I understand the objections. Even I rather listen to good old AM radio on shortwave and SSB on the ham bands. Unfortunately, these modes are fading out and are being replaced by others, if you like it or not. I still don’t understand the attraction of using any of the JT-modes, but they are more popular than ever. To me they are not what ham radio is about, but I accept that many others don’t agree with me. Luckily ham radio is such a diverse a hobby that everyone can find his or her “thing” and be happy with it.
And besides, we hams are quite innovative and always keep radio in the back of our head. We want to be independent, after all. Up and coming in the Netherlands is Hamnet. In short: HAMNET is a high speed amateur radio multimedia network based on commercial wireless devices using mainly the 6 cm band. An internet for hams via radio waves. Guess what you can use to connect all those DMR repeaters with each other instead of the internet? Analog is dead. Long live digital!
The QSO with ON5DN in Rune’s shack would be the only one I made as SM/PA2BX. As I reported in a previous post I packed small and took a Chinese made crystal controlled, direct conversion trx with me. Just for fun and just to try out if you could make some QSOs with it at all.
Before I left Taiwan I tested it in the shack and there was indeed some signal coming out of it. But not the 3 Watts as advertised. Actually not much at all. In fact, barely noticeable on my power meter. And I’m lying here: not noticeable at all on my power meter. But I could hear a lot of Japanese stations on both 20 and 40 meters and I could hear my own signal S9+60 dB on my big rigs in the shack using only a wet noodle. Well, if not QRP then maybe QRPp. Or QRPpp. Or QRPpppppp. I didn’t expect a lot power from a single D802 transistor anyway.
So when we arrived in the small town of Rättvik, in Dalarna County I took out my small box and within 15 minutes I was “on air”. Enjoy with me the beautiful backdrop of my temporary, outdoor shack.Reception was good and I heard most of Europe on 40 and 20 meters by juggling between four different crystals and two end-fed half wave antennas. But my CQs went unanswered and answering the CQs of the strongest stations also didn’t yield a QSO. I didn’t mind, honestly. I had a lot of fun just listening and taking code, something I haven’t had time for in the last 18 months. And what really impressed me was the direct conversion receiver. Even more impressed when I heard a station from the US calling CQ.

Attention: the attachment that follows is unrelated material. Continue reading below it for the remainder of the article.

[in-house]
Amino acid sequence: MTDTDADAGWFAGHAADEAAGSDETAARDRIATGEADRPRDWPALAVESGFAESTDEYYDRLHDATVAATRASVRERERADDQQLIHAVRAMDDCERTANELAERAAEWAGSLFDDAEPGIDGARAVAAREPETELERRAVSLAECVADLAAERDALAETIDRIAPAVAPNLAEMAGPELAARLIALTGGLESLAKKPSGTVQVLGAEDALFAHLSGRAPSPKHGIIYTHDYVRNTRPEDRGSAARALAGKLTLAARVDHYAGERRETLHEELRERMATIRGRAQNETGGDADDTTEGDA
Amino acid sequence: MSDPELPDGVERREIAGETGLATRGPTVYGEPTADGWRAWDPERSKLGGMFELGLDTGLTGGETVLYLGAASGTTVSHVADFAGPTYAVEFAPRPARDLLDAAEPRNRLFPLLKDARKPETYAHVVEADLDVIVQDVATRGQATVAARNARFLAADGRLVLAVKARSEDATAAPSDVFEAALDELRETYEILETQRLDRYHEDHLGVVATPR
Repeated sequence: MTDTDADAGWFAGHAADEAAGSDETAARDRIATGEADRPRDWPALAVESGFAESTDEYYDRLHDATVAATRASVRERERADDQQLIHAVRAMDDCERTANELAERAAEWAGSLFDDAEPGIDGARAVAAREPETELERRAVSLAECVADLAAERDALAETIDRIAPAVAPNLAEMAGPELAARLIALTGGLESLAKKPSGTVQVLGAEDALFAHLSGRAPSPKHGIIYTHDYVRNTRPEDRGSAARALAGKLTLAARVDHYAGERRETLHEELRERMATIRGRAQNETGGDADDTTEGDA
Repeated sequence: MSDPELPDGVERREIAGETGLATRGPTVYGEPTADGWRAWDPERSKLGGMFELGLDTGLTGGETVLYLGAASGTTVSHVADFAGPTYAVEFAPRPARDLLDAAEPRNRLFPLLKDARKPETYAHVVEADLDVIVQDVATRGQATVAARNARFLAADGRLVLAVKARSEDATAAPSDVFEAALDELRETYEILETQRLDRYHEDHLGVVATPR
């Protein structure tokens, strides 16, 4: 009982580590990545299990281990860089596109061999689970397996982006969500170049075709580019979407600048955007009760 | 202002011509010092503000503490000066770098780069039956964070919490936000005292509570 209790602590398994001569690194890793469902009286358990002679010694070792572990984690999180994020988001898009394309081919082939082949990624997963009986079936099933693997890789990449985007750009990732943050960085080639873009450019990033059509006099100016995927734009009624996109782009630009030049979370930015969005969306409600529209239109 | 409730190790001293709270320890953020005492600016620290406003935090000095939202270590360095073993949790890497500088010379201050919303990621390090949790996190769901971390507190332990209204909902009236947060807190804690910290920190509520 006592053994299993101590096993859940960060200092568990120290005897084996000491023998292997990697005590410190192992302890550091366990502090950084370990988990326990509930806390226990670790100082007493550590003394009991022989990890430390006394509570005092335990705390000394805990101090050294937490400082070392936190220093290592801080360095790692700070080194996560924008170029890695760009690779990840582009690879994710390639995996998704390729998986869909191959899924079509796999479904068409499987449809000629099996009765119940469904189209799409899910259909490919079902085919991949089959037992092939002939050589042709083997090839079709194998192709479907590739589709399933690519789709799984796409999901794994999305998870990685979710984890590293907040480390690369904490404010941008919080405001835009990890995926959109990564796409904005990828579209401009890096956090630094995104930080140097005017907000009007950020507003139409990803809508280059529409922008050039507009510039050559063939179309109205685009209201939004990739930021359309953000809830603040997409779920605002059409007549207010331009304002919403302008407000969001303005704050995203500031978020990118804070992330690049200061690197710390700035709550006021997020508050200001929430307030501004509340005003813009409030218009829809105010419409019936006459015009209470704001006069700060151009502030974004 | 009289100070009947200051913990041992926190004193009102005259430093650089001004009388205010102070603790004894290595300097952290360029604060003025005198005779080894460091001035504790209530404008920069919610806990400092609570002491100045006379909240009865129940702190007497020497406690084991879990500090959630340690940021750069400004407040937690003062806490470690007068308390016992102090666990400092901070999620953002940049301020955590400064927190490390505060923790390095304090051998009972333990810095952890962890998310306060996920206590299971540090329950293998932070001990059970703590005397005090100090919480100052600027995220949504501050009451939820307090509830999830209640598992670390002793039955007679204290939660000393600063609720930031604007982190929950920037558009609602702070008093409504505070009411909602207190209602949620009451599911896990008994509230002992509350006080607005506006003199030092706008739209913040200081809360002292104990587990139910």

Compared to Asia the bands in Europe are much more fun. They are crowded and you can hear many different modes any time of the day. In Asia there aren’t so many hams to begin with and during weekdays most of them work (Japanese retirees being a notable exception). On the weekends it gets busier, but then I have to work. Tough luck, so I was happy to get a good dose of ham radio in Sweden.
So, if you are thinking of buying a Chinese QRP CW kit of off eBay, then prepare yourself for being either surprised, or disappointed. The kit I bought was easy to assemble (surprise), received better than expected (surprise), but lacked the power for a proper QSO (disappointment).